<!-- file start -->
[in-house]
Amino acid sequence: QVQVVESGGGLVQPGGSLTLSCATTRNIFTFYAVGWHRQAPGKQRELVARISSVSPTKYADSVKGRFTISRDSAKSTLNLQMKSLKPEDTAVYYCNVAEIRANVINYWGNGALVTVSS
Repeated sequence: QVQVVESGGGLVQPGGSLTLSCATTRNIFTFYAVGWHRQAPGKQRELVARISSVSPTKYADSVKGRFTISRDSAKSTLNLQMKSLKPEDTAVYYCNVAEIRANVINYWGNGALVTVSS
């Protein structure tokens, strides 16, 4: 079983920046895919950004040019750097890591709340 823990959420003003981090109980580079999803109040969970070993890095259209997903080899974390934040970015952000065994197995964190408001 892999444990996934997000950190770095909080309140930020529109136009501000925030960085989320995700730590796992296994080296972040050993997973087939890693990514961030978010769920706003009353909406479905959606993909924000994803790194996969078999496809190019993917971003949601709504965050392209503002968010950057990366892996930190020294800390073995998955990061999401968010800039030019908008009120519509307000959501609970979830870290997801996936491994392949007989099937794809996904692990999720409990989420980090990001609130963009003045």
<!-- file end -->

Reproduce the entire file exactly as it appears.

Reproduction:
[in-house]
Amino acid sequence: QVQVVESGGGLVQPGGSLTLSCATTRNIFTFYAVGWHRQAPGKQRELVARISSVSPTKYADSVKGRFTISRDSAKSTLNLQMKSLKPEDTAVYYCNVAEIRANVINYWGNGALVTVSS
Repeated sequence: QVQVVESGGGLVQPGGSLTLSCATTRNIFTFYAVGWHRQAPGKQRELVARISSVSPTKYADSVKGRFTISRDSAKSTLNLQMKSLKPEDTAVYYCNVAEIRANVINYWGNGALVTVSS
């Protein structure tokens, strides 16, 4: 079983920046895919950004040019750097890591709340 823990959420003003981090109980580079999803109040969970070993890095259209997903080899974390934040970015952000065994197995964190408001 892999444990996934997000950190770095909080309140930020529109136009501000925030960085989320995700730590796992296994080296972040050993997973087939890693990514961030978010769920706003009353909406479905959606993909924000994803790194996969078999496809190019993917971003949601709504965050392209503002968010950057990366892996930190020294800390073995998955990061999401968010800039030019908008009120519509307000959501609970979830870290997801996936491994392949007989099937794809996904692990999720409990989420980090990001609130963009003045």